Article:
(I traveled all day to North Carolina, getting here just in time to grab dinner with my dad before a game of poker with me and the 80-year old boys. So I'm turning over the blog again to the wonderful Paula Erickson, who has sent me a guest blog whenever she's felt inspired with the instruction to run when I want. Today, she takes on a topic dear to my heart. I have to admit, I don't really understand why people --and I know quite a few of them and adore them-- will spend thousands on a particular breed of cat or dog when almost any breed can be found at a shelter or a rescue that specializes in that breed. I have a feeling that Paula feels the same way I do. - Melinda)
Dee Dee was the world’s greatest impulse buy — a lovely, sunny April Saturday, and fifteen minutes and $15 later I had adopted her from a high-kill animal shelter outside of Nashville. That was 2003, and I had the great privilege and unbelievably rewarding experience of seeing her transform, fairly quickly, from a scared, sickly dog into the girl with the beautiful smile who lit up every room.
Dee Dee was six years old when I got her, well past the “desirable” age for dogs to be chosen for adoption, but for me it was love at first sight. As for her, she was just thrilled to get out of that place and have somewhere safe to be. A bath, some intense flea and worm treatment, and a few trips to the vet, and Dee Dee was well on her way to a well-deserved significant move up in the world. She embraced her new station in life with a verve that was a joy to behold.
Dee Dee loved her people and her doggie friends more than anything (except maybe treats), and she also loved walks (later in life she had a red stroller!), car rides, cuddling, playing with chew toys (never fetching – too much effort), boating, and going to parties. Yes, going to parties. She was the most social creature – never met a stranger, and her gentle manner and happy smile won over even the crabbiest of elderly neighbors.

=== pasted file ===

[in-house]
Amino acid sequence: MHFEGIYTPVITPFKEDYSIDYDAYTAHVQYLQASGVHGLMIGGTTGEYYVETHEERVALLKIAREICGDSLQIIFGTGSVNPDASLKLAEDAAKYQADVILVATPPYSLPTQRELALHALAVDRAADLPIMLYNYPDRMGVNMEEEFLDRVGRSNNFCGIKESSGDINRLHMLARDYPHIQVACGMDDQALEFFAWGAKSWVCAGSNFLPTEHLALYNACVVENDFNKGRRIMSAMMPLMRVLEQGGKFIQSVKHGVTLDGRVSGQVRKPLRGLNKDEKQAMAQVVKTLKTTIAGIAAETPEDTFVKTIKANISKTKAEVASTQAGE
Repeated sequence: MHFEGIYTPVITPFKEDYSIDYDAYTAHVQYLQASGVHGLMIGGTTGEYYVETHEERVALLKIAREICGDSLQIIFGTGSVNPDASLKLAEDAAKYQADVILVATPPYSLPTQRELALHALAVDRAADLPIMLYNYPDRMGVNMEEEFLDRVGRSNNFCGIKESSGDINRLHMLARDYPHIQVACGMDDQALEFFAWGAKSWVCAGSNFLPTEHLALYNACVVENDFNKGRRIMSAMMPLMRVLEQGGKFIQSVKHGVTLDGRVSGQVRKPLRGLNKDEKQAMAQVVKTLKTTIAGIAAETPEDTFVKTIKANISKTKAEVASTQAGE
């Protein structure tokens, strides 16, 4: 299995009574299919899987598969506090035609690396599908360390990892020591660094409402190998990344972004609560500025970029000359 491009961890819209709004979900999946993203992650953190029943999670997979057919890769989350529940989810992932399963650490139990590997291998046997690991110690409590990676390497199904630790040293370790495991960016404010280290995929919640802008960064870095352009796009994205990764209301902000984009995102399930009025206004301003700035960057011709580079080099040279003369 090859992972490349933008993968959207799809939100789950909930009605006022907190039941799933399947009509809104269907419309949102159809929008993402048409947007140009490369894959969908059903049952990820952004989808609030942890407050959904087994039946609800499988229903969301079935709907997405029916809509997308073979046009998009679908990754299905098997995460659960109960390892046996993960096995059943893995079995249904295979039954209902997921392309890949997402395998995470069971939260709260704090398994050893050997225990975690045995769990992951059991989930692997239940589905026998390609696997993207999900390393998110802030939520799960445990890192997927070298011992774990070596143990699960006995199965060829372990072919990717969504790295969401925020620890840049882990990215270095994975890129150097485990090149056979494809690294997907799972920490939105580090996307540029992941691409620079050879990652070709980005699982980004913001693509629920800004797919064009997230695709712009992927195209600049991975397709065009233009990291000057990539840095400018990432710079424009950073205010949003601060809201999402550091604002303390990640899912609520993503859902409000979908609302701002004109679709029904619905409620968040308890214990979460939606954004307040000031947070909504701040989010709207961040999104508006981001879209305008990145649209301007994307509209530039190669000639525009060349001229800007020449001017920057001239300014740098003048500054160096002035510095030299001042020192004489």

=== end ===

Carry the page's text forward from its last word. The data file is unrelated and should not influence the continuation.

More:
Dee Dee had a wonderful second half of her life (sadly, I have serious doubts about the first), and last December, at the age of at least 15 ½, she peacefully became an angel in the truest sense of the word. I miss my wonderful girl so much every single day, but her enduring legacy is the many shelter dogs she helped to save. So often, people who met Dee Dee were shocked that she was a “mutt” (although we never used ‘the m word’) from the “pound” -- she belied the stereotype in both looks and demeanor. Several people I know went from pet shopping to pet adopting after meeting Dee Dee, and maybe somebody reading this will be inspired as well. She brought me joy, smiles, fun, and unconditional love every single day for close to ten years – if you’d like to add that to your life, please visit your local animal shelter. It’s all there for you.
I adopted Dee Dee from Montgomery County Animal Control in Clarksville, Tennessee. Montgomery County Friends of the Shelter is a volunteer organization that pulls animals from the shelter and fosters them while they find forever homes. They also work with animal control to increase adoptions, raise visibility of adoptable animals, and provide vet care and non-budgeted items for the shelter.